THE National Bakers’ Association of Zimbabwe (NBAZ) says its members require a minimum of $25 million as working capital this year and expect to push up production to 65%, NewsDay has learnt.
BY MTHANDAZO NYONI
NBAZ president, Givemore Mesoemvura told NewsDay that the poor macro-economic environment coupled with dwindling disposable incomes had a negative impact on their performance last year.
“We are negotiating with banks to come up with innovative ways of supporting the industry by availing funds for working capital, order financing and other initiatives. As working capital, we need $25 million,” he said.
“The baking industry has been operating at 50% of capacity. We hope to achieve between 60% and 65% capacity utilisation by end of the first half of 2016.”
Mesoemvura said, bakers were producing approximately 700 000 loaves of bread and as is traditional, people consume less bread due to festive season and back to school pressures.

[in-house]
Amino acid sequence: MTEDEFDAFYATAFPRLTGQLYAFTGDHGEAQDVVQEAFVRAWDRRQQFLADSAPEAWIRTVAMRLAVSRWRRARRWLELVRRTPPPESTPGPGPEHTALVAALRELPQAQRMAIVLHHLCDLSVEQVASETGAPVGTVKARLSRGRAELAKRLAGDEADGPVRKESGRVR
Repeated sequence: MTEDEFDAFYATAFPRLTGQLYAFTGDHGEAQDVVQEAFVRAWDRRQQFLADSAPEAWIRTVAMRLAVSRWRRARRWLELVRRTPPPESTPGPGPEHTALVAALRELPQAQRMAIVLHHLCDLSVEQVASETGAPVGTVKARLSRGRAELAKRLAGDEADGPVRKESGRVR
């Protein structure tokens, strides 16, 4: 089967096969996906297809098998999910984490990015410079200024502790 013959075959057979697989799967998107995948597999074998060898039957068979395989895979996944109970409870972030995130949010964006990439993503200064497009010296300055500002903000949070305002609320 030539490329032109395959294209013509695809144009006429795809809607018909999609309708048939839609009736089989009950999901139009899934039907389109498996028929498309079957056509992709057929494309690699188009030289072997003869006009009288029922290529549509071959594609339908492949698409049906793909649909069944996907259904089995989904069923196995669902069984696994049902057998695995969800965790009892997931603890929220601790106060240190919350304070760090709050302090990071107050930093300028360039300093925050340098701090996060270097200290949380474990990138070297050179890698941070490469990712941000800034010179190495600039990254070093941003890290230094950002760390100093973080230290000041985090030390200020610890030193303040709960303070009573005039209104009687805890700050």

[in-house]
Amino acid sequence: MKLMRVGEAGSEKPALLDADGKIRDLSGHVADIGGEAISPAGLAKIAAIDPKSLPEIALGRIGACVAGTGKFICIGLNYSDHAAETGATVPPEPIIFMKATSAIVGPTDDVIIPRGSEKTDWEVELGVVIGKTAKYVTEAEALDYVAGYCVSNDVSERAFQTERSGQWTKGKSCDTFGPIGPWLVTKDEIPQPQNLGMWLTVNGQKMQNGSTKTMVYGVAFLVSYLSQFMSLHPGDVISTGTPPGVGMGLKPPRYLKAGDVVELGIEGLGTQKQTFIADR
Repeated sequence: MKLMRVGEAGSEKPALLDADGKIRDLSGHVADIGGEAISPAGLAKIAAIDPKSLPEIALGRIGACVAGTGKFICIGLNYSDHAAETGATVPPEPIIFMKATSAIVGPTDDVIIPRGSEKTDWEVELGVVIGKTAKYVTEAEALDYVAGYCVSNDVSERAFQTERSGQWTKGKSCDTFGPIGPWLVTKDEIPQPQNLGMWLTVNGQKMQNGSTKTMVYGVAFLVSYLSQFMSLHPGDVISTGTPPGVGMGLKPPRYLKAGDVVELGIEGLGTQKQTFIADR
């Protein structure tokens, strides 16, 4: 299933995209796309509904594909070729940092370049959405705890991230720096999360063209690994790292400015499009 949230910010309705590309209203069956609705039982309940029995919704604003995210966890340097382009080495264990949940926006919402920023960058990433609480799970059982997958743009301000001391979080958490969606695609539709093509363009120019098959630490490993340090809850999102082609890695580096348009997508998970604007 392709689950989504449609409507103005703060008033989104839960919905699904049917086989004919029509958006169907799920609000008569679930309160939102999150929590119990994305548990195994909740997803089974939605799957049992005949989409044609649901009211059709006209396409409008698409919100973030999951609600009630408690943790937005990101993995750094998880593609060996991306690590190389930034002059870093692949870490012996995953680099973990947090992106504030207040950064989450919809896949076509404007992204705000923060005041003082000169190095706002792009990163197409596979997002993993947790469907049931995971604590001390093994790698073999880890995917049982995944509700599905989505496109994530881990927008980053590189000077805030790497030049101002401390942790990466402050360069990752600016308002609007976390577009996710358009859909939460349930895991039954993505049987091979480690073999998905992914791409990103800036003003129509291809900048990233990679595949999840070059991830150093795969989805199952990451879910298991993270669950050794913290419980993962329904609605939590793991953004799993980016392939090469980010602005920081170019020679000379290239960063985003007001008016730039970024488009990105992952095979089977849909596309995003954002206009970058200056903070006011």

He said the industry had installed capacity of 1,8 million loaves.
A number of bakers are presently operating at 50% capacity due to other challenges such as competition from leading operators as well as subdued demand.
The bakery industry employs 3 500 people and has shown downstream value chain effects that accrue to farmers, yeast and fat producers, millers and the government through fiscal revenues.
The sector has a potential to spur industry and agriculture growth, employment creation and consumer satisfaction.
At its peak, the bakery industry employed more than 6 000 people and utilised over 400 000 tonnes of wheat, thereby supporting local farmers and millers.
In 2014, bread output grew by over 20%, mainly driven by capacity revamping and expansion of local bakeries.
Zimbabwe presently has more than 257 operational bakers, with Lobels and Bakers’ Inn being the biggest two.
The low disposable income has forced bakers to reduce the price of bread in a bid to stimulate demand.